‘If you’ve committed a crime, you can be prosecuted’: Cuomo in agreement with Biden on allegations

New York Governor Andrew Cuomo holds daily briefing at State Capitol during outbreak of the coronavirus disease (COVID-19) in Albany
A second former aide to Governor Andrew Cuomo came forward publicly on Feb. 27, 2021 with claims that the governor sexually harassed her.
REUTERS/Mike Segar

Governor Andrew Cuomo said Wednesday that he agrees with President Joe Biden’s remarks in a recent interview that Cuomo should not leave office only if the investigations into his conduct reflect poorly, but he should also be prosecuted if there’s evidence that he committed a crime.

Refraining from answering questions in relation to the Assembly’s impeachment probe into sexual harassment allegations, Cuomo simply stated: “If you’ve committed a crime, you can be prosecuted.”

Nonetheless, the embattled governor contested President Biden’s verbatim remarks in an ABC interview that he would only consider resignation once Attorney General Letitia James finished her investigation, thus establishing “Facts” in the matter.

“The question to President Biden starts with ‘Do you think the governor should resign or do you think there should be a review first,’ and the President said there should be a review. I agree with him on that, the people of New York agree with him on that, people of New York and… The Siena poll said, 50 to 35% or something like that, that I shouldn’t have to resign, and 35% said I should resign… There’s always been 35% against me, just on the normal political spectrum.”

Despite the promising numbers in the poll, Albany lawmakers have taken a firm stance against Cuomo regarding the allegations from seven women, most being former and current staffers.

Fifty-nine legislators signed on to a letter calling for his resignation while Senate Majority Leader Andrea Stewart-Cousins has called the ongoing scandals a distraction from the business of government.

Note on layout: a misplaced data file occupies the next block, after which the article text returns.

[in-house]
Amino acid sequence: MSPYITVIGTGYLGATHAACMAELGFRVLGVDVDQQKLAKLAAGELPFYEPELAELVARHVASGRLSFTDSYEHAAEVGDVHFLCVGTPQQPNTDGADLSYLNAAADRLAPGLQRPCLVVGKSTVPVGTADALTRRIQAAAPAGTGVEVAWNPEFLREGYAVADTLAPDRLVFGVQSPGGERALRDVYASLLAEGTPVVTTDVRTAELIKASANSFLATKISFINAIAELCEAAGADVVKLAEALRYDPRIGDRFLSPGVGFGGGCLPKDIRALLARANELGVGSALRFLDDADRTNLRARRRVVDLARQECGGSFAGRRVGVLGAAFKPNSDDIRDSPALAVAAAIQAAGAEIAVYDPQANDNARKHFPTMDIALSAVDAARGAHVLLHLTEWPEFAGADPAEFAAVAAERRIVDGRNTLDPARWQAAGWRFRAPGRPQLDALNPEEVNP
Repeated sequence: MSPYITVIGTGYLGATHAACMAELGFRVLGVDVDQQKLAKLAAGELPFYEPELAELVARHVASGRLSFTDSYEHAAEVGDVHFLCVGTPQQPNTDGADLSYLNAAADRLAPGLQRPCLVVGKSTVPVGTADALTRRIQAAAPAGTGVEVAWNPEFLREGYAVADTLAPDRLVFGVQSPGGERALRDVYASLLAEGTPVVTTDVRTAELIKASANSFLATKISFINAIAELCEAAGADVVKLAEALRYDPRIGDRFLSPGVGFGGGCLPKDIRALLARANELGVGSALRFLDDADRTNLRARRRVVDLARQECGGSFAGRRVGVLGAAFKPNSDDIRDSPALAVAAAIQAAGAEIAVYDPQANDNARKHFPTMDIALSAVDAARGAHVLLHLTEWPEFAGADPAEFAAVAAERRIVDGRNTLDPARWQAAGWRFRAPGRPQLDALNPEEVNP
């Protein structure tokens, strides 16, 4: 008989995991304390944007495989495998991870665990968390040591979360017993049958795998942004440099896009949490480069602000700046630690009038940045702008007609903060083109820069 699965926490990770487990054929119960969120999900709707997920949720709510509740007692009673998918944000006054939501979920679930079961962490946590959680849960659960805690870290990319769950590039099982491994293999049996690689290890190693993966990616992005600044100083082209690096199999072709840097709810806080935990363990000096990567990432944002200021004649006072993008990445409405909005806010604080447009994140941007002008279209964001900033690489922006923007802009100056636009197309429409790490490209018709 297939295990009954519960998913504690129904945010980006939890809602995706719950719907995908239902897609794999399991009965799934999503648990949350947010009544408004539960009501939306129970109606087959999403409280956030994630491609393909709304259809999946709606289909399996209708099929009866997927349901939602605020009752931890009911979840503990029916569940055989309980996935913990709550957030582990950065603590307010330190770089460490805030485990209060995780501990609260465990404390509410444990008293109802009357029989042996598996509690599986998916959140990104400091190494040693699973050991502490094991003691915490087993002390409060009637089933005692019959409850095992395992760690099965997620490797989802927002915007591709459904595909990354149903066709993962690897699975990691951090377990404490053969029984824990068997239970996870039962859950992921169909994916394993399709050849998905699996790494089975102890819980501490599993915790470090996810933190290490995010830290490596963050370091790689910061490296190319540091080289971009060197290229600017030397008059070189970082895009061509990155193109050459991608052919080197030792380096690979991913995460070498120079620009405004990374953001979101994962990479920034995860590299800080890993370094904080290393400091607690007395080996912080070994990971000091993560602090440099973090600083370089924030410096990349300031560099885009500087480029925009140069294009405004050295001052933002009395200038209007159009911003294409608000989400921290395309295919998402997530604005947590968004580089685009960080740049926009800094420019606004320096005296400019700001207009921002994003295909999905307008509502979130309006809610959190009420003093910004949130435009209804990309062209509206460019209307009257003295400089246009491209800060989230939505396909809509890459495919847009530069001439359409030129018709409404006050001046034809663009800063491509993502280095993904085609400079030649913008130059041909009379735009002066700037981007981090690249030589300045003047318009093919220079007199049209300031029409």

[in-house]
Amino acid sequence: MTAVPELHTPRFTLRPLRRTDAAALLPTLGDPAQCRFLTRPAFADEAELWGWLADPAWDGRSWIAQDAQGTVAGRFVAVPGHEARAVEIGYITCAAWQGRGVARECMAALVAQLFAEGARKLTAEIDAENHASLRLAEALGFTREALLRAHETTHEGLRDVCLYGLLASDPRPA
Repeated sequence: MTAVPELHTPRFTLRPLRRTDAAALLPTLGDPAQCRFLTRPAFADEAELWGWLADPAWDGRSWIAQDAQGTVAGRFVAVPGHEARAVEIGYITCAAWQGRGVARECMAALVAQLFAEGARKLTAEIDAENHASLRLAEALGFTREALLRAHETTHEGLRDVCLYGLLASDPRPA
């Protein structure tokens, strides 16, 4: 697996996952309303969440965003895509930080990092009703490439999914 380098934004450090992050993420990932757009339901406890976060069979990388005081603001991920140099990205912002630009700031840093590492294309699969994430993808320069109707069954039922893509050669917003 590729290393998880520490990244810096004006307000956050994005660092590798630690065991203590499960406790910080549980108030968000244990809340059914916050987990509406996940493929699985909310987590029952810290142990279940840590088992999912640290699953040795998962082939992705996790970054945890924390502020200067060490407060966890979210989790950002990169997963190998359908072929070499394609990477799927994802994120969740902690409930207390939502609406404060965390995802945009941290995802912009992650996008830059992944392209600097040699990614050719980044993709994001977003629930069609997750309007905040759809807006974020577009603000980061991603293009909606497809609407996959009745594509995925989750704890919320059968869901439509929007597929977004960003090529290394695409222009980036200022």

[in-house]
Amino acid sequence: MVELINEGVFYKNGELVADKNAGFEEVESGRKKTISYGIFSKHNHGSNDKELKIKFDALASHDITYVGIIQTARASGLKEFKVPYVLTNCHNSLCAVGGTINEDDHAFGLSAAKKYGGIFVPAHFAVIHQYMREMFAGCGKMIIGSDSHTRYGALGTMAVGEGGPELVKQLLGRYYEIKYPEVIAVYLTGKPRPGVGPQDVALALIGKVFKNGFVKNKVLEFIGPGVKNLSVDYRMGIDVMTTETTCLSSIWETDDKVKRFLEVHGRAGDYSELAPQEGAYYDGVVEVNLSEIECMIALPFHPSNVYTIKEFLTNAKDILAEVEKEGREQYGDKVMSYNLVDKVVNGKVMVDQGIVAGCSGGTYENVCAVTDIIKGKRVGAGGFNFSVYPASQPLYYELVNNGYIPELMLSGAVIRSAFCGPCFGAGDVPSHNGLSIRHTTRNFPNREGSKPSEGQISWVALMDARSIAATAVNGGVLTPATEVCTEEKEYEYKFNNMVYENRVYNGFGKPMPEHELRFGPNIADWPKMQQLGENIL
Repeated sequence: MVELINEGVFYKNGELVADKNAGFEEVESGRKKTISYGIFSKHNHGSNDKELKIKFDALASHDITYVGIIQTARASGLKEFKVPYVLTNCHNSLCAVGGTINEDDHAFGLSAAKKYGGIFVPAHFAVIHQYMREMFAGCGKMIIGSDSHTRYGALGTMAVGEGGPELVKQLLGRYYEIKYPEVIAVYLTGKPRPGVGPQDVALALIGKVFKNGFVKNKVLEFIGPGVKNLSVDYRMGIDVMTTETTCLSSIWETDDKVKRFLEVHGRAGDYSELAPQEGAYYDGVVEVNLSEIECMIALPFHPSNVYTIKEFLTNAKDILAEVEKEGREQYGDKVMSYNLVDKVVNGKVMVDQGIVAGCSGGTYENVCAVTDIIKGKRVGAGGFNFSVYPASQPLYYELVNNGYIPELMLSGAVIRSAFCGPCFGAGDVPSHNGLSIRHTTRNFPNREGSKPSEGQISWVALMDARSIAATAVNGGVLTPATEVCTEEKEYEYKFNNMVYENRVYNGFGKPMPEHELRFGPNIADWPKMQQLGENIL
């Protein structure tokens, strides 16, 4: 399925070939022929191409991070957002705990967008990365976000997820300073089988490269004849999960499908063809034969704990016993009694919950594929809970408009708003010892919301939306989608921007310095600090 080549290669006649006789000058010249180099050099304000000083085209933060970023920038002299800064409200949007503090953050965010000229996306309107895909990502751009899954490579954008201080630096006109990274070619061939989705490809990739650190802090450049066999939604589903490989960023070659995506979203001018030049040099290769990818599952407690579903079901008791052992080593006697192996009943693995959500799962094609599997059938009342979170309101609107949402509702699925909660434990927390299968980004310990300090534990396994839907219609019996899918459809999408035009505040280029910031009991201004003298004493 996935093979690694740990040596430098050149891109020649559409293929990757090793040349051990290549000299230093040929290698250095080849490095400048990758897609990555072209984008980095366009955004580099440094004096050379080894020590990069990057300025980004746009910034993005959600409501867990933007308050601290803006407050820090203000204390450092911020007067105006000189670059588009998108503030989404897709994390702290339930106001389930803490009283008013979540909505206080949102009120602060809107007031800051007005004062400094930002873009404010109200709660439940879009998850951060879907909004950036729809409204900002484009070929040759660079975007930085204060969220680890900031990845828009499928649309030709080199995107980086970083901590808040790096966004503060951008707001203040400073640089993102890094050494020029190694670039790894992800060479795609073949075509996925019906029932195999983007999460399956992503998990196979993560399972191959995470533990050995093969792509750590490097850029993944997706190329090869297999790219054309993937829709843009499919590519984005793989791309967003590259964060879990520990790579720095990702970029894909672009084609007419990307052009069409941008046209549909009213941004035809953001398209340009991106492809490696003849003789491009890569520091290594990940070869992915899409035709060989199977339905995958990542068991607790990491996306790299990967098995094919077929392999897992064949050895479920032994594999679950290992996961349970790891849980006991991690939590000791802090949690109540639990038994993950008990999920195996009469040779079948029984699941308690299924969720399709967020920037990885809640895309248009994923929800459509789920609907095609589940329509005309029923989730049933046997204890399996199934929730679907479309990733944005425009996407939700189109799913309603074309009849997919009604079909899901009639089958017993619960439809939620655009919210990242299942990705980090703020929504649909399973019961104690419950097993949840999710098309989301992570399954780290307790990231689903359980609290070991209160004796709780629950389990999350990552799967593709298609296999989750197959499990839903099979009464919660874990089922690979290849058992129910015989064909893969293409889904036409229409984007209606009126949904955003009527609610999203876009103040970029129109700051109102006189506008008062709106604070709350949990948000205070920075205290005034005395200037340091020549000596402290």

Wednesday morning, Assembly Speaker Carl Heastie and Judiciary Committee Chair Charles Lavine announced that the Assembly had retained the law firm, Davis Polk & Wardwell, in conducting the impeachment inquiry agreed upon by the house last week.

“Since Thursday, Chairman Lavine led a vigorous search for a top-flight firm to assist with the investigation. I have the utmost faith that Assemblymember Lavine and our Judiciary Committee will conduct a full and fair investigation,” Heastie said. “Hiring Davis Polk will give the Committee the experience, independence and resources needed to handle this important investigation in a thorough and expeditious manner.”

Cuomo has edged the press out of the equation since the allegations came out against him, all but ending his daily press conferences that had become a national staple since the pandemic began, and the public appearances he does make have been closed press.

When asked why his office leaked internal documents on Lindsey Boylan, a former high-level aide and the first accuser who is also running for Manhattan borough president, that claimed she had been accused of racism within the executive chamber, Cuomo did not directly address the question.